0.52
Indonesia
0.51
Turkey
0.50
Morocco
0.47
Chile
0.47
Poland
0.47
Bolivia
0.46
South Africa
0.46
Brazil
0.45
Mauritius
0.45
Oman
0.45
Cyprus
0.45
Saudi Arabia
0.44
Sri Lanka
0.44
Greece
0.43
Bahrain
0.42
Argentina
0.41
Bulgaria
0.40
Venezuela, RB
0.39
Romania
0.39
Zimbabwe
0.39
Colombia
0.39
India
0.38
Dominica
0.38
Kuwait
0.38
Uruguay
0.37
Jordan
0.37
Nepal
0.36
El Salvador
0.36
Bangladesh
0.35
Jamaica
0.35
Guatemala
0.35
Senegal
0.35
Ghana
0.34
Pakistan
0.34
St.
Kitts
and
0.33
Nevis
Panama
0.33
Honduras
0.33
Egypt, Arab Rep. 0.33
Ecuador
0.32

719

14

18.8

42

24651
2121
1246
137
2071
498

2
7
10
36
8
20

11.9
7.3
15.6
15.1
10.2
9.9

16
41
8
10
26
27

32
45
24
27
19
24

10
7
12
11
19
12

645
128
317
127
173
545
52
349
155
984
520
684
262
183
525
953
202
363
98
297
48
85
26
393
1289
258
217
19
95
37
377
74
62
20
55

16
37
25
38
34
17
48
24
35
12
19
15
28
33
18
13
32
23
39
27
51
42
56
21
9
29
30
61
40
54
22
43
45
59
47

7.7
23.2
18.7
11.0
10.5
3.8
15.5
6.2
6.8
12.8
13.6
3.1
11.7
16.3
4.4
11.6
7.5
-4.2
10.8
-0.1
0.6
8.3
9.4
9.2
1.0
4.1
9.5
17.2
2.8
13.1
2.8
4.3
11.5
6.0
9.8

37
2
5
22
25
56
9
47
45
15
12
62
18
7
53
19
38
77
23
70
68
35
30
34
66
55
29
6
63
14
64
54
20
49
28

23
10
10
19
18
20
16
18
20
3
5
17
10
05
13
0
10
20
7
15
23
10
13
0
4
7
0
1
11
2
3
9
0
12
2

14
30
30
19
21
16
24
21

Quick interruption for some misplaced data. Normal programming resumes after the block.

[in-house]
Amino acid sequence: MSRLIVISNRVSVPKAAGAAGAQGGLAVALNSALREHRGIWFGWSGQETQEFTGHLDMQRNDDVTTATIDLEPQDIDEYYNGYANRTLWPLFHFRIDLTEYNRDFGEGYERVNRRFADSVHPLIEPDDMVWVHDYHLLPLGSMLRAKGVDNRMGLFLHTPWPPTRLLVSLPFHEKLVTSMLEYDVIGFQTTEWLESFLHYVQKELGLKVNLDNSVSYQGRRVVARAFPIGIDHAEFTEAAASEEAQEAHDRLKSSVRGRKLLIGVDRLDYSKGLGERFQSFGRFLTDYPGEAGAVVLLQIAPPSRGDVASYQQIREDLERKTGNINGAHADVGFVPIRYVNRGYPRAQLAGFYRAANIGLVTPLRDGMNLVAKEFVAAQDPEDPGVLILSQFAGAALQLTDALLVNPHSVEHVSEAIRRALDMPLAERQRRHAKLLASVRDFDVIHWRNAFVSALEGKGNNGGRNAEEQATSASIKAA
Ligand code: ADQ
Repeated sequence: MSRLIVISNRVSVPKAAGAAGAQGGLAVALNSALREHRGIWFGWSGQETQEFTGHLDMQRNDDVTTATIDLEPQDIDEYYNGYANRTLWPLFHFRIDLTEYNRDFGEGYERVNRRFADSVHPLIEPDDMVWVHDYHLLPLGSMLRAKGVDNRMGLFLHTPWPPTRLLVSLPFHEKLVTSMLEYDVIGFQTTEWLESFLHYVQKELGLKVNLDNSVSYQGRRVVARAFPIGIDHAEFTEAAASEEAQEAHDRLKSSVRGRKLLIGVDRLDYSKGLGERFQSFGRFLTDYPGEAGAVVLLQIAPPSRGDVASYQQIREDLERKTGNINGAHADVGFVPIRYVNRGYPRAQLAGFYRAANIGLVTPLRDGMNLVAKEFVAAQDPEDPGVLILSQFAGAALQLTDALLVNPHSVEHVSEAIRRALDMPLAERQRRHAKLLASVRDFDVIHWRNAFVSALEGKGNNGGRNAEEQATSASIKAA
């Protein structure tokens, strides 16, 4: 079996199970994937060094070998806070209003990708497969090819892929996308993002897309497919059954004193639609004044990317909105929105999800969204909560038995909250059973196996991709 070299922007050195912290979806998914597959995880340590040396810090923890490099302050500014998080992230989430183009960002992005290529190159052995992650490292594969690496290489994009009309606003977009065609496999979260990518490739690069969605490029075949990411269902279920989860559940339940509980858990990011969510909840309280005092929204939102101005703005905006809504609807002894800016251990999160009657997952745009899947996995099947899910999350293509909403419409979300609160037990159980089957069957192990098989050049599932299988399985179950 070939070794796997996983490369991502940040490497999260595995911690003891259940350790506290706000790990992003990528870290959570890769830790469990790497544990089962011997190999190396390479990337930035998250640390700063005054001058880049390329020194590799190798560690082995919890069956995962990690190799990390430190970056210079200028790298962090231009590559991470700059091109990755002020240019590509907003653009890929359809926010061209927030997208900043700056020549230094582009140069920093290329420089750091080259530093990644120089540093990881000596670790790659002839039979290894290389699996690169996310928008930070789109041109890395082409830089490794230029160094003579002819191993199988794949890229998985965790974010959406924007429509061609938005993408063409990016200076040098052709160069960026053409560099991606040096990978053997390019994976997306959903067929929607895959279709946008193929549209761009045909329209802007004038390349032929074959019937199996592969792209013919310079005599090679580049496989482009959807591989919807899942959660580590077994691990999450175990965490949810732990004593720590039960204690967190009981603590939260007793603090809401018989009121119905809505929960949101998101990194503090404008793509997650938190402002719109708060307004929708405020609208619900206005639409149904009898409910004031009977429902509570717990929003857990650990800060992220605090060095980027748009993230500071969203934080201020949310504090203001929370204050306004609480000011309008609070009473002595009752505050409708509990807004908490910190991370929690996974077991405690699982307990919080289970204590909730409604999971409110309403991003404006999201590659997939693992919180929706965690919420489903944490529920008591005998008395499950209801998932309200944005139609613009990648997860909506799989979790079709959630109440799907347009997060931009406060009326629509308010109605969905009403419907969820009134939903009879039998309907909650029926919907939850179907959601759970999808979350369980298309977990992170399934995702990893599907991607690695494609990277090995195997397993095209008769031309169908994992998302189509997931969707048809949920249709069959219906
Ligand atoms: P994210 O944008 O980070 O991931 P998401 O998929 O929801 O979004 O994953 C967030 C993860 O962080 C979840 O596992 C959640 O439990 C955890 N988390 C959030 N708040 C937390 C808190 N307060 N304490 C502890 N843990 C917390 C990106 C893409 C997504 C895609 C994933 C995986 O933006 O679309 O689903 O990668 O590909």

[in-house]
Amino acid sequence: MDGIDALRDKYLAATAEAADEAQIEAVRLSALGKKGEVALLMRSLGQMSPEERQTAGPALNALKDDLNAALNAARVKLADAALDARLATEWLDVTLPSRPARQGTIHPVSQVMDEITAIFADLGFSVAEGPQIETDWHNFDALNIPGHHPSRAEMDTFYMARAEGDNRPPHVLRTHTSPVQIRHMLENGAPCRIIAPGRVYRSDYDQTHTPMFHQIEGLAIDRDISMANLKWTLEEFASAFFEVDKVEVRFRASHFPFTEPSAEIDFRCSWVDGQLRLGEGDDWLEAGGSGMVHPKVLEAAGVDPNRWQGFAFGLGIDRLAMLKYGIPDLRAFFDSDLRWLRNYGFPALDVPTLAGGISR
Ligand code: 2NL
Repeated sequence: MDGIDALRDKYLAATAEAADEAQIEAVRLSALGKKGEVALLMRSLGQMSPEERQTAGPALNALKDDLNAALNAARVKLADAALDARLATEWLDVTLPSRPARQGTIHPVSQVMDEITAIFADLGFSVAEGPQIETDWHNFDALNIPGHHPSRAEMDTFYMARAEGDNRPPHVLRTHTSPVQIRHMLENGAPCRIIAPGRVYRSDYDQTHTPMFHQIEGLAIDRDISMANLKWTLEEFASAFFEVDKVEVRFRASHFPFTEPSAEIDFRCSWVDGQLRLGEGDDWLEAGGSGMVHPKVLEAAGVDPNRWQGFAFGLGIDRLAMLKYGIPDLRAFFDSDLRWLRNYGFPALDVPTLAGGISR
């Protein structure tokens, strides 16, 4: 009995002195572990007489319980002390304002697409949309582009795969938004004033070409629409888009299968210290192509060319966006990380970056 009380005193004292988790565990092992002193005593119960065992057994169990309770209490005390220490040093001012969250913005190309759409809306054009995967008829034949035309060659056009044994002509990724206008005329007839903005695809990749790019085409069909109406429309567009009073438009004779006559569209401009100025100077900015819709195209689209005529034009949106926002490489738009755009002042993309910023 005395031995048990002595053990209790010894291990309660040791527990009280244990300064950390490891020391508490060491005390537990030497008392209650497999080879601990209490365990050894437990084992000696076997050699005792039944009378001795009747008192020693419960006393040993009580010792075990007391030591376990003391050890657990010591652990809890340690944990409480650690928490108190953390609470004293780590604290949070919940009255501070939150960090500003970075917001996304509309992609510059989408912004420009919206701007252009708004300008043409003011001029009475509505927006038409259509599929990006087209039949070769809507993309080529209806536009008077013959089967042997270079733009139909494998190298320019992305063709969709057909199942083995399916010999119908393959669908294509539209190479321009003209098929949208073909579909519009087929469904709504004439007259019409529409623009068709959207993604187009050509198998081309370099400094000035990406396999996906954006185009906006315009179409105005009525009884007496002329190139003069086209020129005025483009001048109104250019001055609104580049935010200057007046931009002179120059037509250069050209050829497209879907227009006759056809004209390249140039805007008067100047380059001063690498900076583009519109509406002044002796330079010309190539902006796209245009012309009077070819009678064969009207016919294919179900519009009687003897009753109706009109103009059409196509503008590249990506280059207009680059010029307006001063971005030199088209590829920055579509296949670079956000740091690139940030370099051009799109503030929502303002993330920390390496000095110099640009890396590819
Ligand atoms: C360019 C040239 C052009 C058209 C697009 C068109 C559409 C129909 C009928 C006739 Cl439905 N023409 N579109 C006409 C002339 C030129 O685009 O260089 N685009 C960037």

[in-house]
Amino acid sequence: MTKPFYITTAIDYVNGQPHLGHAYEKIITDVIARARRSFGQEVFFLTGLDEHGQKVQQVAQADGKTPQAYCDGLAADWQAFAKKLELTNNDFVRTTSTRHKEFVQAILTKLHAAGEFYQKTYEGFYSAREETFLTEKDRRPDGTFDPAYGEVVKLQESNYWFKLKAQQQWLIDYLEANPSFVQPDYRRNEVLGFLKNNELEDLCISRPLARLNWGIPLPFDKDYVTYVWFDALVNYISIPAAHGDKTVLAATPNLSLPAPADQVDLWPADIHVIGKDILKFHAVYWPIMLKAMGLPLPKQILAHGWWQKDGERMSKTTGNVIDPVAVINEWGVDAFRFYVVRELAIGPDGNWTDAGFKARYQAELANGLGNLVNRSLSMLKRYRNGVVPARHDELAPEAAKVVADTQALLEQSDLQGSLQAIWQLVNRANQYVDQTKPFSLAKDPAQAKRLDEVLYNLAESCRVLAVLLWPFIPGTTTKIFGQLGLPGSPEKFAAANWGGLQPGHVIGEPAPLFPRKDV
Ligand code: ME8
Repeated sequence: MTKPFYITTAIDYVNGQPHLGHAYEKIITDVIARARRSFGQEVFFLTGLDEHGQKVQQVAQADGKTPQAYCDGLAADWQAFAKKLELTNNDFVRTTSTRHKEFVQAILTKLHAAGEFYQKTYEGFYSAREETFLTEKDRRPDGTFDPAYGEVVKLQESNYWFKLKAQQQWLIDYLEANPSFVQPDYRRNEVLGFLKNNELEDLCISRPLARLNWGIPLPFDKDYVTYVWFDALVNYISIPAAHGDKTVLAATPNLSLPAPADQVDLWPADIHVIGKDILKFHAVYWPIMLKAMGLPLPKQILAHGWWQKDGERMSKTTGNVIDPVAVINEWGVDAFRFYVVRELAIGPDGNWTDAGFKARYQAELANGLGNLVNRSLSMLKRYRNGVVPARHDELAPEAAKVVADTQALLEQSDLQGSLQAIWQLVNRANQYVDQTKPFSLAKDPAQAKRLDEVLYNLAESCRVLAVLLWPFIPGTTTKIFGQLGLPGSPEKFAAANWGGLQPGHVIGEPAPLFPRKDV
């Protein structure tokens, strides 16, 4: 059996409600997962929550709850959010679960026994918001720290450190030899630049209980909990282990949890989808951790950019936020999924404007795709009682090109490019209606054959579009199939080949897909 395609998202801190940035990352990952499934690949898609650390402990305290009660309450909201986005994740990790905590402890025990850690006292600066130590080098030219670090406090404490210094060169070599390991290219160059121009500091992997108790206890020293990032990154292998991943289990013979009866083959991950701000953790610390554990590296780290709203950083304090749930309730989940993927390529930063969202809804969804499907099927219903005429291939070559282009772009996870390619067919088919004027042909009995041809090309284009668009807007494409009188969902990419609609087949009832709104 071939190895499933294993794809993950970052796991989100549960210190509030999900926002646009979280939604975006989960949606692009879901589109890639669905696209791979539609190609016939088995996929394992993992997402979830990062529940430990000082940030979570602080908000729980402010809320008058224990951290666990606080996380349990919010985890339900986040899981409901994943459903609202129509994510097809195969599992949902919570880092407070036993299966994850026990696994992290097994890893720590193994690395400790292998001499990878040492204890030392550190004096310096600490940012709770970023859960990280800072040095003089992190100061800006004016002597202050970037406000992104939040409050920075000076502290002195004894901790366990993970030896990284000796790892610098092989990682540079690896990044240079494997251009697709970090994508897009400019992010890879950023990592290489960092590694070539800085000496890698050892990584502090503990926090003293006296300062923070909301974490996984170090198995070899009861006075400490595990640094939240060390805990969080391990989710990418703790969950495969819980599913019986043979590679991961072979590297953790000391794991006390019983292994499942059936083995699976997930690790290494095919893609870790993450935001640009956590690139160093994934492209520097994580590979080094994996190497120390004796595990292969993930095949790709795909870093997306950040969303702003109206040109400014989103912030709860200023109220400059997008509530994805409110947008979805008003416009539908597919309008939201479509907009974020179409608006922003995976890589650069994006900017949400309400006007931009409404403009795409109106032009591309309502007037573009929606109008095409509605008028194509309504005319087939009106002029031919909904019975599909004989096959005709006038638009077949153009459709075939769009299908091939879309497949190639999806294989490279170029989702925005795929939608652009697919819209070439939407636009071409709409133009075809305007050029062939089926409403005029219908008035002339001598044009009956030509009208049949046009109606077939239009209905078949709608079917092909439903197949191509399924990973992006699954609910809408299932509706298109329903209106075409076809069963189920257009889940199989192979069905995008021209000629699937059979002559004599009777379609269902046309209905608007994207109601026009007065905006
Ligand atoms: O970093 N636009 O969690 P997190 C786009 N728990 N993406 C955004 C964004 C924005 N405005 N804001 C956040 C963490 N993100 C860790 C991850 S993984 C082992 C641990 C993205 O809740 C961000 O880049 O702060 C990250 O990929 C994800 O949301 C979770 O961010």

16
43
40
23
30
40
26
65
30
16
37
25
14
30
26
65
42
37
65
58
29
49
43
35
65
28
49

300
48
63
21
32

26
50
44
57
55

3.8
7.9
7.3
7.5
9.2

57
36
40
39
32

0
3
2
7
2

65
43
49
37
49

55
56
57
58
59
60
61
62
63
64
65
66
67
68
69
70
71
72
73
74
75
76
77
78
79
80

Grenada
0.31
Algeria
0.30
Peru
0.30
Belize
0.29
Paraguay
0.28
Kenya
0.28
Guyana
0.27
Central
African
Republic
0.26
Syrian
Arab
Republic
0.26
Cameroon
0.26
Cote d'Ivoire
0.25
Madagascar
0.25
Tonga
0.24
Gabon
0.24
Uganda
0.23
Nicaragua
0.21
Haiti
0.21
Malawi
0.21
Mozambique
0.20
Tanzania
0.19
Congo, Rep.
0.19
Sudan
0.18
Zambia
0.17
Congo,
Dem.
0.15
Rep.
Nigeria
0.13
Yemen, Rep.
0.00

45
11
51
86
21
14
37

52
67
49
41
58
64
53

7.2
11.2
3.6
0.4
6.1
5.5
0.9

42
21
59
69
48
51
67

0
1
3
2
1
3
3

65
58
43
49
58
43
43

19

60

4.6

52

65

16
10
18
6
6
57
1
9
13
3
2
3
12
1
8

63
68
62
71
72
46
77
69
65
73
75
74
66
79
70

3.3
6.5
3.6
7.2
5.9
-3.2
10.6
-1.5
-2.0
3.7
-2.9
1.1
-4.2
7.1
-6.7

61
46
60
43
50
76
24
72
73
58
75
65
78
44
79

2
0
0
0
0
0
2
2
1
0
9
1
0
0
2

49
65
65
65
65
65
49
49
58
65
35
58
65
65
49

1
1
1

76
80
78

-2.1
-1.2
-18.0

74
71
80

1
1
0

58
58
65

Notes:
(a) Manufactured exports defined by World Bank World Development Indicators as SITC 5 (chemicals),
6 (basic manufactured) , 7 (machinery and transport), 8 (miscellaneous manufactured goods) minus 68
(nonferrous metals).
(b) Technology -intensive manufactured exports (as a % of total merchandise exports for 1998) are
defined by UNCTAD/WTO International Trade Centre following UNCTADs SITC 3 digit classification by
factor intensity.
(c) Data on manufactured exports per capita are for 1999 while manufactured exports growth in current
US$ are for 1990-1999
Data Sources: Data on manufactured exports and population are from World Bank, World Development
Indicators, various, Asian Development Bank, Key Indicators of Developing Asian and Pacific Countries,
various and Wignaraja (1999) while data on technology -intensive exports as percentage of total
merchandise exports are from the ITC web site (www.itc.org) and Wignaraja (1999). Data for Taiwan
and 1980 data for China are from ADB Key Indicators of Developing Asian and Pacific Countries,
various.
Source: Ganeshan Wignaraja and Ashley Taylor (forthcoming 2002), Benchmarking Competitiveness:
A First Look at the MECI in Ganeshan Wignaraja (edited), Competitiveness Strategy in Developing
Countries, London: Routledge.